A few years ago I was given a book called Images of Hope. It was a collection of interviews given by Joseph Cardinal Ratzinger, who would become Pope Benedict XVI. Some time ago, a reporter had asked if he could collect the cardinal’s thoughts on various works of Christian art, knowing that Ratzinger was an art aficionado. Together they went to view something like ten major works and discussed each one as they did. While looking at a Christmas creche in Greccio inspired by Francis of Assisi’s first creche (itself inspired by the Poverello’s visit to the Holy Land in the early thirteenth century) the future pontiff opined this.
“In the child Jesus, the defenselessness of God is apparent. God comes without weapons because He does not wish to conquer from outside, but desires to win and transform us from within. If anything can conquer man’s vainglory, his violence, his greed, it is the vulnerability of a child. God assumed this vulnerability in order to conquer us and to lead us to himself.”
And so it comes back to the child, or, I should say, to children. Every year at Christmas I get sad. I don’t get depressed or mournful, just sad for a bit. It usually sets in around Christmas Eve sometime after the sun has set and the kids are in bed and begins to lift maybe after I’ve been to mass the next morning or afternoon. And I know why.
I’m thinking of children. I think of little, vulnerable children who aren’t celebrating Christmas with their families this year. I think of my niece Bernadette who died five days after birth. In particular, her’s was such a beautiful life. She was born with a fatal condition. I’ve written about her before. I remember how, during one of those few precious nights in the NICU, my brother-in-law and I, in an effort to keep ourselves awake started singing. It’s amazing how the mind cannot recall a single worthwhile song at 4 in the morning. “Dan, what should we sing?” I asked. He thought for a moment. “Every child should have at least one Christmas.” And so for the next hour my brother-in-law and I belted out every Christmas carol we could think of, harmonizing in parts as best as our tired voiced allowed, all the while holding on to the tiny fingers of the most beautiful little girl who probably couldn’t hear us anyway. When we got to Silent Night I stopped about half-way through. The haunting words echoed in my mind and I thought of the great gift to be there at the moment in that place. I composed myself and we continued. O Little Town of Bethlehem, how still we see the lie! Above thy deep and dreamless streets the silent stars go by… Now I definitely had to stop. It wasn’t anything dramatic. My voice just sort of faded out as I clutched her hand and stroked her face with my finger. Thank God he started in with Rockin’ Around the Christmas Tree or I would have slumped over in misery.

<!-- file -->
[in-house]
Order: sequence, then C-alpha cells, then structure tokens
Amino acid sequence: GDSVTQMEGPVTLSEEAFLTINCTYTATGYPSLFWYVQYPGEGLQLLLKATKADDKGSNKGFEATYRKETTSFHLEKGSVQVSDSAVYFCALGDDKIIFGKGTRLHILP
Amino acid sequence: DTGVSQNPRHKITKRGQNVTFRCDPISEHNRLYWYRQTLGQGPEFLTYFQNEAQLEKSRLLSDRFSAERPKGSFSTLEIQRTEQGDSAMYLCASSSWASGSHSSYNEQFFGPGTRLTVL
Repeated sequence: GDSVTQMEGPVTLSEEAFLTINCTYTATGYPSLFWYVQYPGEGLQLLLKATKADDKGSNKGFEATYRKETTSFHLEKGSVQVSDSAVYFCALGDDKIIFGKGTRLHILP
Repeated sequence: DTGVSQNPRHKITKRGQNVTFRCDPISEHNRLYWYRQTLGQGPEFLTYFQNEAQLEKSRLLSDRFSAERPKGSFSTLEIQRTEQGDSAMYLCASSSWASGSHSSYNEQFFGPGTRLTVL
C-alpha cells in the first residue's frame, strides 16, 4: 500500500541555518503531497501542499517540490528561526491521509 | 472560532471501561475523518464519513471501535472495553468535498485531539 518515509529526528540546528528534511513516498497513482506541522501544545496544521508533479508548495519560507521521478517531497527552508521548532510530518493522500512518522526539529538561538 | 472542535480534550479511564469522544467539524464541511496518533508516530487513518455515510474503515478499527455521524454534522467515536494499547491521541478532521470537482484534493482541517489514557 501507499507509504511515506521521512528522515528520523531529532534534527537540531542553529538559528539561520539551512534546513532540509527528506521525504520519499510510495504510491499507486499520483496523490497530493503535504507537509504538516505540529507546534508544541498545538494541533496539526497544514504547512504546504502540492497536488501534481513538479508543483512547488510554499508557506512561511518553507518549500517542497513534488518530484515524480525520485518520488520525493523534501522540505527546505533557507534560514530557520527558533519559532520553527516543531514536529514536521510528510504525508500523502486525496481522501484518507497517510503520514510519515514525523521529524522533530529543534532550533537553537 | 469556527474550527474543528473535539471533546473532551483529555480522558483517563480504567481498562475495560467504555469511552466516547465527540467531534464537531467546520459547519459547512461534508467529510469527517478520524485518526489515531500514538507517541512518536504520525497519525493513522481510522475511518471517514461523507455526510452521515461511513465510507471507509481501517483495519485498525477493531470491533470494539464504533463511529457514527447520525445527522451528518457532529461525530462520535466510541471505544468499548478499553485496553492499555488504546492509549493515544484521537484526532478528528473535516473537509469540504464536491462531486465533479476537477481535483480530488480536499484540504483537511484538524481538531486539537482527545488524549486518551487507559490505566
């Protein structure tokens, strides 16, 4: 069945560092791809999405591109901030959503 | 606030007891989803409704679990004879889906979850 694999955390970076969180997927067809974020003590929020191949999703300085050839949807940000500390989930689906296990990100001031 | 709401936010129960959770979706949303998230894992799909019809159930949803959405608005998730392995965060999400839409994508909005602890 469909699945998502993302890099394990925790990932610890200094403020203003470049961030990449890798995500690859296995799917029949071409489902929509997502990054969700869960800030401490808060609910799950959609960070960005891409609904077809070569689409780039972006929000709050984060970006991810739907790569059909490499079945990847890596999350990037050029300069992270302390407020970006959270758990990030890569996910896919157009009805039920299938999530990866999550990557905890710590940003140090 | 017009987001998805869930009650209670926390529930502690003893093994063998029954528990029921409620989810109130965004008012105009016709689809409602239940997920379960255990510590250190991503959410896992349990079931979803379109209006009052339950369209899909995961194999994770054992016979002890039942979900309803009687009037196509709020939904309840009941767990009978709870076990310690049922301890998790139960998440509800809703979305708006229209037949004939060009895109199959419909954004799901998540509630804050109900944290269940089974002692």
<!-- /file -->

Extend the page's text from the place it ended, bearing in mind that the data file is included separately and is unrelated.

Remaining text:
It’s not just Bernadette. Little Fiona would be nine years-old. When I was nine I still held fast to the wonder of Christmas morning. Her parents, my sister and her husband, still include her in the Christmas cards each year. Their other children hold up a picture of little Fiona in their portrait. I remember her last Christmas and how she was fascinated with the ornaments on the tree. And then I think about Nicky, another life taken too soon from us. He was my niece Caitlin’s only child and he went home to God when he was two. Hark! The Herald Angels Sing Glory to the Newborn King! I imagine him amazed at the angels who surround him in heaven as they glory in the Lord who chose to come among us lowly men as a vulnerable baby. He understands because He was one of us — helpless, innocent, happy.
But what weighs most on my mind tonight is little Tolkien, a child I never met but who’s passing leaves just as big a hole in my heart. A few months ago my baby sister called me at 6:45 in the morning. I had missed my alarm so I’m glad she did. “Oh man, I always forget you’re an hour behind!” she exclaimed. “Well, why do you think I might have forgotten something like that and would be calling you this early in the morning?” she asked. “Let me guess,” I shot back, “You’re pregnant?” Yes, it turns out she was expecting her eighth child. This was such incredibly happy news! To me, every baby is a happy, undeserved gift from God. Especially for me, when my wife and I haven’t been too successful in the conception department for a few years, being able to share in my sister’s joy was a welcome gift.
My heart sank as I answered the phone one night last week and the same sister began by saying a very shaky hello. I knew right away what had happened. She had lost the baby. She was 17 weeks along. This meant she would have to deliver her baby. Two days later she brought a son into the world under less than ideal circumstances. Our faith teaches us that life begins at conception. She and her husband buried little Tolkien Mary’s remains yesterday. Is there ever a good time to do this? But right before Christmas?… I cannot fathom except that in faith I choose to see that God has blessed us with these children and not to dwell on Him having called them home so soon.
When I am at mass tomorrow the music will play and my thoughts will turn back to that NICU and her hand, and Fiona’s smile looking at the lights, and all of them… Silent Night, Holy Night… And I will cry. And my own children will look up at me and find a reason to make me laugh. And looking at them I will be ever grateful for the God who became one of them for a poor bastard like me. And I will understand Christmas. And I will sing and be filled with joy.